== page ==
Injury to the nose is a common cause of flatness. Occasionally, it is a characteristic which is inherited. This can also develop after surgery to the interior framework of the nose (septoplasty to improve the breathing). The owner of a flat nose may acquire the reputation of the profession of a fighter as opposed to a sports person which may have an adverse effect to self-esteem.
Surgery to reshape the nose is a very common plastic surgery procedure and it can both increase or decrease the size of nose. The shape of the tip, the bridge and also the nostrils can be changed as can the angle between the nose and the upper lip. Sometimes breathing difficulties can be corrected at the same time.
The nose is the central feature of the face, many people are self-conscious of shape which they may regard as too big, too small or have some other feature which they dislike. The characteristics of the nose are inherited from parents and develop during adolescent years. They continue until the age of 16-18, when the nose stops growing. It is, therefore, unwise to operate before this age.
What can be done?
To improve the appearance of a flattened nose it is necessary to introduce some additional framework underneath the skin to raise and straighten the bridge-line. The operation is called Augmentation Rhinoplasty. Various materials are used for the additional framework such as bone, cartilage (gristle) and a range of manufactured materials which experience has shown are safe and well tolerated by the body. The additional framework is usually introduced into the nose through a cut either inside the nostrils or in the strut of skin between the nostrils. If a bone graft is used for the additional frame it is taken either from the crest of the hip, from a rib, from the back of the elbow or from the outer surface of the skull without causing any weakness of the ‘donor’ bone. If cartilage is used, it is usually taken from the shell of one or both ears or from cartilage inside the nose, which is spare. In severe cases it may be taken from the cartilage part of the rib.
When the nose has been flattened by injury, it is quite common for the plate of bone which separated the two halves of the nose to be buckled as well. This makes breathing difficult. It can often be corrected at the same time as an augmentation rhinoplasty by straightening the buckle out but sometimes it is advisable to have this done as a separate operation beforehand.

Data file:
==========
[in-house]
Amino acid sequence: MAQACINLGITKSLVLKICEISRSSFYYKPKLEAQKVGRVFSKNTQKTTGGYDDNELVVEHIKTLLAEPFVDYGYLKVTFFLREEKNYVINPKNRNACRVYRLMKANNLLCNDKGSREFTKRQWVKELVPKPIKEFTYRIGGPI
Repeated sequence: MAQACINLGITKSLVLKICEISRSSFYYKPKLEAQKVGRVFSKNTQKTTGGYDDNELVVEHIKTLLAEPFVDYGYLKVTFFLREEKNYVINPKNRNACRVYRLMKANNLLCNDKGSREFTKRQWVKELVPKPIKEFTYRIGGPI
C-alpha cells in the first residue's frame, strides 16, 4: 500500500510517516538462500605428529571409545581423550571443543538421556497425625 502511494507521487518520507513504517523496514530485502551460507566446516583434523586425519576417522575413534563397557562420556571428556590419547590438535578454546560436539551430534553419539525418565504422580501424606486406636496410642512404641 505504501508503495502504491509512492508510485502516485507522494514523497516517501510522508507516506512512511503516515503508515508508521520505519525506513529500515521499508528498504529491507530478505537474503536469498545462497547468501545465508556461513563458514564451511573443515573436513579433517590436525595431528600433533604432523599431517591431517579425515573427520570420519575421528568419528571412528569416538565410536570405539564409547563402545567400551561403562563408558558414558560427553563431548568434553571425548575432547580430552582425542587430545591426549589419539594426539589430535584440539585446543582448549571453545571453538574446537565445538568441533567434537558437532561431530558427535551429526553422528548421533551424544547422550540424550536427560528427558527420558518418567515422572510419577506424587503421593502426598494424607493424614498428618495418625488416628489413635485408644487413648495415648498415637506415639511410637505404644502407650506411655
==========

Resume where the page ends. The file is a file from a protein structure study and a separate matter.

What are the consequences?
You can expect to have bruising and swelling of your face, particularly around the eyes, which will take up to three weeks to settle and during part of this time your nose is likely to be covered by a firm splint. Once the initial swelling has settled, you will find that your nose feels rather stiff and numb. The numbness will disappear slowly during the next few months but the stiffness is likely to be permanent. If it has been necessary to take a bone or cartilage graft from another part of the body, you will be left with a scar which may be noticeable if it is on your hip or chest.
What are the limitations?
Although it is usually possible to make a substantial improvement to the appearance of the nose with the operation, the new frame may feel unnaturally hard. This is because it does not have the consistency and flexibility of the natural frame of the nose. You may also find that the additional frame can be moved about under the skin if it does not become fixed to the existing bony framework of your nose. These limitations need not worry you provided you bear in mind that the operation is done for the sake of your appearance. Particularly if a bone graft has been used, there is a tendency for it to gradually shrink in size during the first year or two after the operation. To help compensate for this, Mr Hill is likely to put in more graft than you actually need so that to start with your nose may look over-bulky.